8. My grandfather and one of his daughters (not my mother) had celiac late in life, so I figured it was coming for me sometime. When I developed explosive diarrhea from eating bread, I got the blood test, tested negative, but *knew* I couldn’t eat gluten. My doctor had no need to declare either way, just said, “If you feel better off gluten, don’t eat it.” I figure it’s my life and if I want to hold off future damage and misery, it’s in my best interests to live glutenfree.

  9. I went undiagnosed for several years of severe stomach cramps, diarrhea, nausea, and anxiety. My doctors just diagnosed me with IBS and a nervous stomach after an endoscopy. I heard about Celiac on The View but didn’t bother with any doctors because I didn’t trust them at this point. After a week on a gluten-free diet, all of my stomach symptoms disappeared! I recently found a better gastro that tested me for Celiac (even though I’ve been gluten-free for 1 1/2 years) and that came back negative. Regardless, he says he always trusts a patient that tests negative and feels better on a gluten-free diet. I’m also dairy and soy free and I take Align once a day and I feel great. You will never hear me complain about living gluten-free, with or without an official diagnosis!

    PS. My gastro also said that in the U.S., with our insurance-company-run health care system, an unofficial “pre-existing condition” (gluten intolerance) is better than an official one (Celiac).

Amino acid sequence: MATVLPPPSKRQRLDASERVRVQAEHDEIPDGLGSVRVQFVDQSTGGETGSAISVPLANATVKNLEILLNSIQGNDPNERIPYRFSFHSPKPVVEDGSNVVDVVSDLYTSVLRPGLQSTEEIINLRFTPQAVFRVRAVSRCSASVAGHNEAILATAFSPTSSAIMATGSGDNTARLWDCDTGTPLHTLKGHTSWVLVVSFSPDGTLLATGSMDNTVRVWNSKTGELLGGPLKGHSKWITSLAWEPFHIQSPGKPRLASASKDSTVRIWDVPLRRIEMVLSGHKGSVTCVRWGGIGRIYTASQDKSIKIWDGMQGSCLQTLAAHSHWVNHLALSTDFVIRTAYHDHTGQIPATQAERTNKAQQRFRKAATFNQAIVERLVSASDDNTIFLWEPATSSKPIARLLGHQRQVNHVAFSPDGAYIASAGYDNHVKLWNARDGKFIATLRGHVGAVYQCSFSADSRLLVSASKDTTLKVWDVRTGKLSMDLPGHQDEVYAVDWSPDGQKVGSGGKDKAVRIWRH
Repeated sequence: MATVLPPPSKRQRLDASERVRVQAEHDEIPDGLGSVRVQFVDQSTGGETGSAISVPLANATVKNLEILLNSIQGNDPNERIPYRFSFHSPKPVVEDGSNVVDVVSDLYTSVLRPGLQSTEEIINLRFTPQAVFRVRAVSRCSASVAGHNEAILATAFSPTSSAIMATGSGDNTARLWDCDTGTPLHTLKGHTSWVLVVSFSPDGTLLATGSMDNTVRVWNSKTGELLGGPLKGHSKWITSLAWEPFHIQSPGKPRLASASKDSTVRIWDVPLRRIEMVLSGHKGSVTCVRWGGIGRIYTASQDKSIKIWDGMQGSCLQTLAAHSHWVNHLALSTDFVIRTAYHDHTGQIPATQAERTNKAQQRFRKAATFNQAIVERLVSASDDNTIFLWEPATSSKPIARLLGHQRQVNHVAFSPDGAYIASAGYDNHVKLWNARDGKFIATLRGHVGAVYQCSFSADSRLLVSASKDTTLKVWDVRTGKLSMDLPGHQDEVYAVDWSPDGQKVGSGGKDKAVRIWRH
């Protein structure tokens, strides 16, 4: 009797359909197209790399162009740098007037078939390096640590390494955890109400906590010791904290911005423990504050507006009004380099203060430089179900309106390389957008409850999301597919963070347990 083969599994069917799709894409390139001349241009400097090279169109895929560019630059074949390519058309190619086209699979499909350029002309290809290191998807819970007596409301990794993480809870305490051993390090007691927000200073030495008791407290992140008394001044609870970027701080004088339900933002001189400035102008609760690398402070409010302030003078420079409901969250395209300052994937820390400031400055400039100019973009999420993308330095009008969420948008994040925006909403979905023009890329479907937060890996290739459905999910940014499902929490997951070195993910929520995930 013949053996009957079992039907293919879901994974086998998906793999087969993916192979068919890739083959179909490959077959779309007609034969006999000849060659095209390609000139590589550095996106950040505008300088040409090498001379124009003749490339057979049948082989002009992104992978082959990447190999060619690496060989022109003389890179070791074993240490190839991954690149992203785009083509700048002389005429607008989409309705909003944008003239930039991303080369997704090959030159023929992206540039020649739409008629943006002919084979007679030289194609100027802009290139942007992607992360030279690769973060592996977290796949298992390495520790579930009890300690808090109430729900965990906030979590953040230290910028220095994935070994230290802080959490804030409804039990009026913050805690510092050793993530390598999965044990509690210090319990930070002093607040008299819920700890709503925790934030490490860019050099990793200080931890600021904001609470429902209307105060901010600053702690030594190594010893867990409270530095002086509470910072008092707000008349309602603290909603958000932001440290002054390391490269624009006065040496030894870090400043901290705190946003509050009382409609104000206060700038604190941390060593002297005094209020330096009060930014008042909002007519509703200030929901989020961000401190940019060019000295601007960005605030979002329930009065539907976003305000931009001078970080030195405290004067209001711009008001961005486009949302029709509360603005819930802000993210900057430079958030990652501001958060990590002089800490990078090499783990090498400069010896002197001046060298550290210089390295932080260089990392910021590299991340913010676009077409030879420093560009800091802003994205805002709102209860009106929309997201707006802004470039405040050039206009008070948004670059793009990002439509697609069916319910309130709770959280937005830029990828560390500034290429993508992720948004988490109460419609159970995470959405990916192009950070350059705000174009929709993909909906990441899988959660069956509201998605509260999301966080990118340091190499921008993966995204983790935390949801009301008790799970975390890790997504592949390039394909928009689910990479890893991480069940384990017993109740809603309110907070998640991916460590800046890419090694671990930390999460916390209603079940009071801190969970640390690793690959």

10. Well, I’m glad to hear we have a few understanding doctors in the bunch!

    Michelle raises a really interesting point about the ramifications of a Celiac diagnosis when it comes to health insurance. I wonder if any of our readers have run up against trouble getting coverage because of their Celiac diagnosis? That strikes me as being particularly problematic, since the immune system can be compromised with Celiac, so a person who has it might spend more time in doctors’ offices than someone without, as many of the above comments would indicate!

  11. I’m not gluten intolerant, nor do I have celiac disease. However, I am wheat intolerant, and have found that switching to things like rye and spelt flour make a huge difference in my health.

    If I eat wheat (whole, processed, it doesn’t matter), I’m almost guaranteed to throw up soon, and have diarrhea the next day. If I eat other whole grain pasta and bread I’m fine. I’ve been told that it is quite possible to be wheat intolerant without it being the gluten, so I consider myself lucky that it’s not worse.

  12. This article could have been written about me! I spent years getting sick after every meal and the doctors could not figure out what was causing it. They thought it was a reaction to anything from dairy to bacteria in tap water. And yet no matter where I lived and what I ate, I would get bloated and experience the worst stomach pains imaginable — after every meal. I also had migraines and canker sores almost daily.

    I then remembered a good friend discovered she had a gluten intolerance and realized that was the one ingredient I always ate with my meals. I cut out gluten and about a week later all of my symptoms went away!

    The doctors did not find me to be celiac but I definitely get sick from any amount of gluten. It’s been 4 years since I gave up gluten and I’ve never felt better.

    In the words of my doctor, if it makes you sick, stop eating it! She said she has many patients like myself who were sick for years until they gave it up. It’s more common than you think!

  13. I have lost lots of weight and my doc said it was due to Celiac. I was tested and it came back negative. However, I feel MUCH better when I do not eat gluten. I can tell when I accidentally ingest it. I get Headaches and stomach problems, and bloating. I am also lactose intolerant too. Maybe the test only shows positive in severe cases?? All I know is that I’m staying away from gluten.